Brian Hartline didn’t know it at the time, but four years ago this month his coaching career began.
In his first year of NFL retirement, Hartline was asked to come back to Ohio State and work on the scout team during bowl prep for the Fiesta Bowl against Clemson in 2016. It wasn’t all that unusual for former players to come back and help like this, and so Hartline grabbed an old helmet and shoulder pads from his basement and headed back to campus for the start of a homecoming unlike any other.
The game didn’t go as planned. Ohio State got shutout 31-0 by the Tigers. After the game, then-head coach Urban Meyer vowed that this would never happen at Ohio State again. Soon after, he made changes in his coaching staff, most notably bringing in Ryan Day to coach the quarterbacks and former Indiana head coach Kevin Wilson to help Day run the offense.
With the changes, Meyer also asked Hartline if he’d be interested in giving coaching a shot. Hartline, who enjoyed his time helping out during bowl prep, declined. Ever the ace recruiter, however, Meyer asked again later in the winter and Hartline decided there would be no harm in simply dipping a toe in the water.
Almost immediately the wading pool wasn’t deep enough for him and so he was brought on as a quality control coach for the 2017 season. More of the same was expected the following year as he continued to build his coaching resume, but with the firing of OSU receivers coach Zach Smith, Hartline stepped in at the position he knows best, and the rest is history.
But it’s also the present and the future.
Hartline has said coaching quickly became “a calling,” and it’s hard to argue with him because if it was just a job, the results wouldn’t be so impressive.
In his first season as Ohio State’s receivers coach, Parris Campbell set an OSU single-season record with 90 receptions. He became the first 1,000-yard receiver for the Buckeyes since Michael Jenkins in 2002. Campbell was selected in the second round of the 2019 NFL Draft and teammate Terry McLaurin was selected in the third round. Two or three years earlier, that may not have seemed possible.
In Hartline’s second season, KJ Hill left as Ohio State’s all-time receptions leader.
Much of the individual successes were due to an increase in passing from the Buckeyes and a perfect storm of selfless veterans who were ready to blossom, but it would also be disingenuous to only credit the circumstances and not the coaching.
Hartline’s impact since he suited back up for the Buckeyes four years ago hasn’t just taken place on the field. He is also now labeled as one of the nation’s best recruiters.
In his first full recruiting cycle, he finished as 247Sports’ No. 1 recruiter in the 2020 class, having been the primary recruiter for four top 100 receivers. He is currently ranked No. 4 for the 2021 class. And even though he is sitting in fourth on his own team for 2022, it’s important to remember that things are still early and his one commitment so far is from the No. 2 receiver in the nation.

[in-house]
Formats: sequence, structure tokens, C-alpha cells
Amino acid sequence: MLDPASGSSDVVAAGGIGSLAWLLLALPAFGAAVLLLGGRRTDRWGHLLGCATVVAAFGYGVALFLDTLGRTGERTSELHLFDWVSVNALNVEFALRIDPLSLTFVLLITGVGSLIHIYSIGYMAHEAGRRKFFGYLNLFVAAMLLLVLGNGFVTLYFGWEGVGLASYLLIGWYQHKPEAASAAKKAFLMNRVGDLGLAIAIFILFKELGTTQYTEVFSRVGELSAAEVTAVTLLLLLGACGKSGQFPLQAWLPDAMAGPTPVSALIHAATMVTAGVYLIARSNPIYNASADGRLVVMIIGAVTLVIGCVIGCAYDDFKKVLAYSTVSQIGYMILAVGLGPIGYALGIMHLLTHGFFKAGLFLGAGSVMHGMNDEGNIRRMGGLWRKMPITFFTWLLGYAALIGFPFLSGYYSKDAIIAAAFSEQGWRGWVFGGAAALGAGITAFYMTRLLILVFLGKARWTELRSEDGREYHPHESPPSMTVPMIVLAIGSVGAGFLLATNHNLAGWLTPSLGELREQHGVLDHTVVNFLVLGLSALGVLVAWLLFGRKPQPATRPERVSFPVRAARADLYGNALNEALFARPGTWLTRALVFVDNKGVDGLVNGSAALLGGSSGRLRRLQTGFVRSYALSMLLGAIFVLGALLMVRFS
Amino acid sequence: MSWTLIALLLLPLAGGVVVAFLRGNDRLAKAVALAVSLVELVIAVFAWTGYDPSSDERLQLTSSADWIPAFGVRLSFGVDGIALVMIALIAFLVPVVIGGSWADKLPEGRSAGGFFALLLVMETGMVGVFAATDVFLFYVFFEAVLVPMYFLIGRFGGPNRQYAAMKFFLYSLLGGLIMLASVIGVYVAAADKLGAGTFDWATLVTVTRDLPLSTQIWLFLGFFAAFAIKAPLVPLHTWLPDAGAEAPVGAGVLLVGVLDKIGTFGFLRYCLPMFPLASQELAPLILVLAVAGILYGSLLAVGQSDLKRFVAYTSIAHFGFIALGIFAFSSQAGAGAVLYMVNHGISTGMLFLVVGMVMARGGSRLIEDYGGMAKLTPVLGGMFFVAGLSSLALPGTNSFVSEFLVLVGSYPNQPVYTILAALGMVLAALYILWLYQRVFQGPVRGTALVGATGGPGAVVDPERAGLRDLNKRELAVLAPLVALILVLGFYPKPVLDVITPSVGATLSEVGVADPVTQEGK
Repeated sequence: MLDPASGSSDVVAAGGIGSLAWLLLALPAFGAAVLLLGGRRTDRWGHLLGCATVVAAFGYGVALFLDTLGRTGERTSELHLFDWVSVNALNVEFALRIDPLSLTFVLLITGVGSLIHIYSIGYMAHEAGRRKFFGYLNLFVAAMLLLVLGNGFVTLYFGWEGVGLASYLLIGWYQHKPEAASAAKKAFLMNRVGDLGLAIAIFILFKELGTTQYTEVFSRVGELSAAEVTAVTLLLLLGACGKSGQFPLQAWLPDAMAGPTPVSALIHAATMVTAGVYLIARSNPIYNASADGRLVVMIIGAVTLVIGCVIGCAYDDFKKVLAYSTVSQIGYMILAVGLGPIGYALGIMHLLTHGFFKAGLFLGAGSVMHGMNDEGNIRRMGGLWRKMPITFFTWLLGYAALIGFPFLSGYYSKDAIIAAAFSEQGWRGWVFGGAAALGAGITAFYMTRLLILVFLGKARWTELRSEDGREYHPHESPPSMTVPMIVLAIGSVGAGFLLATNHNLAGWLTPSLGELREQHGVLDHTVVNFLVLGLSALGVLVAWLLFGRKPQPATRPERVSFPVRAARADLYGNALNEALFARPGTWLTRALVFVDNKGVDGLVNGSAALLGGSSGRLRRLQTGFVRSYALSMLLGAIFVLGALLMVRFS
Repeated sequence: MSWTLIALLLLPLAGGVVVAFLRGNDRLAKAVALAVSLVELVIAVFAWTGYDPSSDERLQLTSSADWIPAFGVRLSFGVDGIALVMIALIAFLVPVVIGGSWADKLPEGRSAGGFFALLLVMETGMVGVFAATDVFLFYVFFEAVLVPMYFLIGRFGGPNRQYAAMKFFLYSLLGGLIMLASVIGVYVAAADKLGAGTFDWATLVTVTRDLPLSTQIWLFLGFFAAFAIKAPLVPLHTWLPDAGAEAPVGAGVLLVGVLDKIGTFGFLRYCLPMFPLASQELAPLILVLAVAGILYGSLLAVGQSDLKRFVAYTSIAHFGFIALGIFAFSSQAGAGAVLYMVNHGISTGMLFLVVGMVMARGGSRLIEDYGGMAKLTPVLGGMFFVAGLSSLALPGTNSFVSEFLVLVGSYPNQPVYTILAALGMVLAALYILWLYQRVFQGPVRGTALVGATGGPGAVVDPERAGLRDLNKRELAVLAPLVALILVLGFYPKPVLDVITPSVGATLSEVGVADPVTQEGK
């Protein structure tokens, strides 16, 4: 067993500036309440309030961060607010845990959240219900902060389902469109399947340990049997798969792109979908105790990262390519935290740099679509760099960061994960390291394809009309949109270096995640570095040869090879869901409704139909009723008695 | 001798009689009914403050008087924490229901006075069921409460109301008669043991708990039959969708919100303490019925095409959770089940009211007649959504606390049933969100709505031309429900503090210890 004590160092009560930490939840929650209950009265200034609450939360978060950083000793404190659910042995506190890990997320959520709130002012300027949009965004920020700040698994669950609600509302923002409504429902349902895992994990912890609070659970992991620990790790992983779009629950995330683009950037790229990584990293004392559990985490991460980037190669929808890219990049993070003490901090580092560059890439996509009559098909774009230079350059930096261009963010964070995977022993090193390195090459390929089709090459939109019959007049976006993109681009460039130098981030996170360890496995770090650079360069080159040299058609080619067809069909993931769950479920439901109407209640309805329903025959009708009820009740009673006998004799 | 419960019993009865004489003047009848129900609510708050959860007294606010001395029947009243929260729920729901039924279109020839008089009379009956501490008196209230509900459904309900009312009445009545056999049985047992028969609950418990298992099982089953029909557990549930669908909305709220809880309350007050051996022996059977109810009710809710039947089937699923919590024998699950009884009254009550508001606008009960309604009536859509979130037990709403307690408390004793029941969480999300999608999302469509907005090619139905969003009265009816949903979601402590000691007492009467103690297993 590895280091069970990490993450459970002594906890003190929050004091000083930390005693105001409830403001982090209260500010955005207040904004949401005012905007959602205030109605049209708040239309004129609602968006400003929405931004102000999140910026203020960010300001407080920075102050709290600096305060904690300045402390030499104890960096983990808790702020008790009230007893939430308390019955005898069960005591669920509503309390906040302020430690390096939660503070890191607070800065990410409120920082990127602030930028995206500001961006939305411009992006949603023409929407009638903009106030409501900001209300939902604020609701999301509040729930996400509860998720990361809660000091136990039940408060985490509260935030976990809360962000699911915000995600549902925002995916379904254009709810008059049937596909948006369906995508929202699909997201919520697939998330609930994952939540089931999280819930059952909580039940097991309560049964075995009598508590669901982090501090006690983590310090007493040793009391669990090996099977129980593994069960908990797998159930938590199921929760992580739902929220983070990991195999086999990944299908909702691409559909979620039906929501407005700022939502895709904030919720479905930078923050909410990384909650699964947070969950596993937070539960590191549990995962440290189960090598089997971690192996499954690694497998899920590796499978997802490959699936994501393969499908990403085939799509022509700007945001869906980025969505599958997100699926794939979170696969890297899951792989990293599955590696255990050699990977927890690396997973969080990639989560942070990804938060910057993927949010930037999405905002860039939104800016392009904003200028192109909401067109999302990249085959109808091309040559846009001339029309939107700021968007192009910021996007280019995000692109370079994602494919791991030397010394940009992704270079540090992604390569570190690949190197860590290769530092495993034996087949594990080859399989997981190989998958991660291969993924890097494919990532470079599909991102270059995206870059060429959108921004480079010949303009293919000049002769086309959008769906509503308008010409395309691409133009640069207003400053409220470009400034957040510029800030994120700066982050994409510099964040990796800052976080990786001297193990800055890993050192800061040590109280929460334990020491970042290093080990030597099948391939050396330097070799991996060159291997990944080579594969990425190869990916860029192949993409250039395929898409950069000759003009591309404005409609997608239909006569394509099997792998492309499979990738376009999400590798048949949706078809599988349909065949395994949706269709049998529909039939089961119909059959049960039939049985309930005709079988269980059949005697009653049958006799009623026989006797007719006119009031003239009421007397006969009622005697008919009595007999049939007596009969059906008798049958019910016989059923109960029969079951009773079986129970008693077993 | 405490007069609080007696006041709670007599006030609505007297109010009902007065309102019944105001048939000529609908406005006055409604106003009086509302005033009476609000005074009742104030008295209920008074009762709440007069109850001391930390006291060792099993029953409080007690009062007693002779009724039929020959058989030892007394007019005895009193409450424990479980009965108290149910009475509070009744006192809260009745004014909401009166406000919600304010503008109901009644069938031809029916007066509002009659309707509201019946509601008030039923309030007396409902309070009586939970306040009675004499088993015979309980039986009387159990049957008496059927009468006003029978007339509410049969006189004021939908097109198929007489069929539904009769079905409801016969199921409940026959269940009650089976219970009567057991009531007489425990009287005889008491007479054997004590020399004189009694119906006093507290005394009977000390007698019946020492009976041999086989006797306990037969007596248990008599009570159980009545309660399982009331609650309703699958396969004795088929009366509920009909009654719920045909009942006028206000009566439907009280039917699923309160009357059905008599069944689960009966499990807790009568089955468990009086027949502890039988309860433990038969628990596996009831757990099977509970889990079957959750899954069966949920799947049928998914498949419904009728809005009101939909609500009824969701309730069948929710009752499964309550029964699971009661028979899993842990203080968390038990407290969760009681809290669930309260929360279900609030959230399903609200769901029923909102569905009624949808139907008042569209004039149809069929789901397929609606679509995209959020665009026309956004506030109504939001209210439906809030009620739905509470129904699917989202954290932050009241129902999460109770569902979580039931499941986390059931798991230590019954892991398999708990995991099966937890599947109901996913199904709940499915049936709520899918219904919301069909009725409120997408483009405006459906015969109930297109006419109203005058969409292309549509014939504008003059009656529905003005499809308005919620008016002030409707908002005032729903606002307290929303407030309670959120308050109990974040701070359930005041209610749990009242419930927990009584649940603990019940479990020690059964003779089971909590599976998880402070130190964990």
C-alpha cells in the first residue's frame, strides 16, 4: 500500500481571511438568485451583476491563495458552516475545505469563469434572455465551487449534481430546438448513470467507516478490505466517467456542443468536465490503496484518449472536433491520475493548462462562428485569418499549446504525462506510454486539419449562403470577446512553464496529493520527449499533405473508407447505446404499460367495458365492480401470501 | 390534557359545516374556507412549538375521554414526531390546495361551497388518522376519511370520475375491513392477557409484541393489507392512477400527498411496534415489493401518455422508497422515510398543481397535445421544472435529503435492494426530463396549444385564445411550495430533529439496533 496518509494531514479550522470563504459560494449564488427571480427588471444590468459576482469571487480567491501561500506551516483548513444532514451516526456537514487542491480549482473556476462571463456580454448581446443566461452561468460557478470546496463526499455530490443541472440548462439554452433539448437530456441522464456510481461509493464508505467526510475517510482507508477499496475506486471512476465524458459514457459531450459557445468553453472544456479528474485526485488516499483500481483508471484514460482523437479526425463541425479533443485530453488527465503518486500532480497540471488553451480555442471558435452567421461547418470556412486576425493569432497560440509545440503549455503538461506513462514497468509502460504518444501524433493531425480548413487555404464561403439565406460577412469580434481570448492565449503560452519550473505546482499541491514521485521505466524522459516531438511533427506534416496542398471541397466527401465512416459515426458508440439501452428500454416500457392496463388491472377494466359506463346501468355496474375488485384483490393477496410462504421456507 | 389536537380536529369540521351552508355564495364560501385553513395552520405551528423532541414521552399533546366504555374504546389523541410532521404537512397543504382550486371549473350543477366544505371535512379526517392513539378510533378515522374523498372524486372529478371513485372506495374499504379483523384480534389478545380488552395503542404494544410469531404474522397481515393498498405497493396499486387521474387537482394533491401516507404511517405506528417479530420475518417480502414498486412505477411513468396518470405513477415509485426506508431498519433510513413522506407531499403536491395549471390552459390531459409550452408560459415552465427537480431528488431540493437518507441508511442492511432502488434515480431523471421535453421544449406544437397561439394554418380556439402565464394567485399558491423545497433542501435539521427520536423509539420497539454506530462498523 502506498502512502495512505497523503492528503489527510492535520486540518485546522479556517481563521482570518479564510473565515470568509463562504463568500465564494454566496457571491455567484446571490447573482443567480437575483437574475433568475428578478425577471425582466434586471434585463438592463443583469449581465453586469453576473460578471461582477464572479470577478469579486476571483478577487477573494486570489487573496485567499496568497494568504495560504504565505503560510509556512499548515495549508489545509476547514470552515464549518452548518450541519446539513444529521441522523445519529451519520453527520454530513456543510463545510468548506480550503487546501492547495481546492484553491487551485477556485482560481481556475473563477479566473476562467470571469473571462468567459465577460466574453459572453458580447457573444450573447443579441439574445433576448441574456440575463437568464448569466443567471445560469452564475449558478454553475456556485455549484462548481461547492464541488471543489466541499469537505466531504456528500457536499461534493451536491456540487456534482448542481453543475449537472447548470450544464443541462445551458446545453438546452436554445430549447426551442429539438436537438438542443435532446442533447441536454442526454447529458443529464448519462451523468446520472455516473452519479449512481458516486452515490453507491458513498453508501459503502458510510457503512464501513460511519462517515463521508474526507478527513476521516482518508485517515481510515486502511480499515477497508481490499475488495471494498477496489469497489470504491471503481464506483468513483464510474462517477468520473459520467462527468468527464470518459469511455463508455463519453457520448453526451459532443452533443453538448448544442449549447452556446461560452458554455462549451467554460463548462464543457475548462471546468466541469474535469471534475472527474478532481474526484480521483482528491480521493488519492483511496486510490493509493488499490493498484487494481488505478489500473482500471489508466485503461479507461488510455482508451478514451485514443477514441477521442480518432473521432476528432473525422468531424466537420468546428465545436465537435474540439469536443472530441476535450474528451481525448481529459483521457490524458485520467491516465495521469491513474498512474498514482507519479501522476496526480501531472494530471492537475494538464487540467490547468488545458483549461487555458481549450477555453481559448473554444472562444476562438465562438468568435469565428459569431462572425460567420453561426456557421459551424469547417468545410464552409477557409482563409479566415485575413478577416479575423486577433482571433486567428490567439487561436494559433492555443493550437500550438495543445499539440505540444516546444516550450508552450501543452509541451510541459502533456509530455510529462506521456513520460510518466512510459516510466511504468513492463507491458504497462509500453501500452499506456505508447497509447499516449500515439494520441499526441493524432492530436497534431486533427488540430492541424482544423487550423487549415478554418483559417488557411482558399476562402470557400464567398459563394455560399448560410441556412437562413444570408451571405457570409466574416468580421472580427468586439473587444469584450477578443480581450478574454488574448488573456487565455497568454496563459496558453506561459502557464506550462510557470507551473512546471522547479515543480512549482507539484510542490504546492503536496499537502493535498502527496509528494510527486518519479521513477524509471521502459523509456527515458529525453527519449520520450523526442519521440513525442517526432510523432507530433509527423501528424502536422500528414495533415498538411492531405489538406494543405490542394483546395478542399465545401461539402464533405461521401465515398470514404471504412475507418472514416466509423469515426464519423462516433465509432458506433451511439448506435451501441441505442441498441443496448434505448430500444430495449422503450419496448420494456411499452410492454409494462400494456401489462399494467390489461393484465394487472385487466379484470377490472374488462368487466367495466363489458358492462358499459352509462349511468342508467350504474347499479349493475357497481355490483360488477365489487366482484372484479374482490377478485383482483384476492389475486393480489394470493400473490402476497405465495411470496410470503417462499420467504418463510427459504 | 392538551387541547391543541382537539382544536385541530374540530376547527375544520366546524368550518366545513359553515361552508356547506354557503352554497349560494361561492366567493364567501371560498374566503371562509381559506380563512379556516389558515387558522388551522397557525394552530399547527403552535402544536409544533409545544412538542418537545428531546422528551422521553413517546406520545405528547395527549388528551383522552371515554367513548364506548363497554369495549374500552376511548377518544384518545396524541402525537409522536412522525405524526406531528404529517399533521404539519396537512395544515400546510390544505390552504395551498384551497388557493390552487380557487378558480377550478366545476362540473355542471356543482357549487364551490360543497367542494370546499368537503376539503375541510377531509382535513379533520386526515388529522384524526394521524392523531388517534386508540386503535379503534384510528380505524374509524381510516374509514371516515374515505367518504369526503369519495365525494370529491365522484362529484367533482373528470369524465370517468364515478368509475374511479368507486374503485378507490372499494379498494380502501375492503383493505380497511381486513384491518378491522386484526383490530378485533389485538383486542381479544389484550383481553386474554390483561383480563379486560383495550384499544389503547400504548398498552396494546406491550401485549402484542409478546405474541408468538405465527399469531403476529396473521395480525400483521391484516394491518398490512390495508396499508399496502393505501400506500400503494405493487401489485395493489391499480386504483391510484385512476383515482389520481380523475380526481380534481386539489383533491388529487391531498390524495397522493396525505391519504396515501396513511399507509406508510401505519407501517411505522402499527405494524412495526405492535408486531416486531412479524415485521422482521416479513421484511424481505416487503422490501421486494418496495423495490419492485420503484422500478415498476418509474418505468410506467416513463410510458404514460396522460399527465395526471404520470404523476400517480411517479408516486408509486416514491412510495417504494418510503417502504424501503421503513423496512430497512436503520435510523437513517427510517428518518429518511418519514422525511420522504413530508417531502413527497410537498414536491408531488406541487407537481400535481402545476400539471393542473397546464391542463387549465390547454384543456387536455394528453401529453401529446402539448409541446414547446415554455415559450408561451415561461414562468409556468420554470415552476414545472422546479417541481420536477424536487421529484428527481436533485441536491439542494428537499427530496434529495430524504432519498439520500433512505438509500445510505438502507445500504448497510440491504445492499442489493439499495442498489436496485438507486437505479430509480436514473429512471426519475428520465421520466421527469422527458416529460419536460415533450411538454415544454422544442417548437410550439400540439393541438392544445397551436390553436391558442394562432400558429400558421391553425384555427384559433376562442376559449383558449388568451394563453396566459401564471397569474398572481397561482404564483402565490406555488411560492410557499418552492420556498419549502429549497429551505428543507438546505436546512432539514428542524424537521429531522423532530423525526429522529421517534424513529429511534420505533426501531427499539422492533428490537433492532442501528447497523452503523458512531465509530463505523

For the second year in a row, Hartline signed the nation’s top receiver. Last year it was Julian Fleming out of Pennsylvania and this year it was Emeka Egbuka out of Washington. The Buckeyes also signed receivers Jayden Ballard and Marvin Harrison, Jr., who are both top 100 receivers in the 2021 class.
There may be no assistant coach in the nation operating at a recruiting level like Hartline. Since he was named OSU’s receivers coach, he has signed or received commitments from 10 wide receivers. All 10 have been Top 100 guys and half of them have been 5-star prospects.
Meanwhile, on the field this year, receivers Chris Olave and Garrett Wilson have both had All-Big Ten seasons. Both are averaging over 100 yards receiving per game, which is something that no Buckeye receiver has done since David Boston in 1998.
Hartline has been Ohio State’s wide receivers coach for roughly two-and-a-half years and none of it has yet to appear to be too much for him. Even though his career has not followed the paths of most others, the weeds have never been too tall for him to navigate.
This is also why Buckeye fans have already been asking themselves how much longer Hartline will stick around before moving on and moving up the coaching ladder.
Those may be uncomfortable questions to ask, but they’re much better than the alternative of wondering how much longer a guy is going to stick around and hamstring your program.
It may have been a phone call that brought Brian Hartline back to Ohio State four years ago, but it was a calling that kept him.
And that calling may keep him with the Buckeyes longer than you just might think.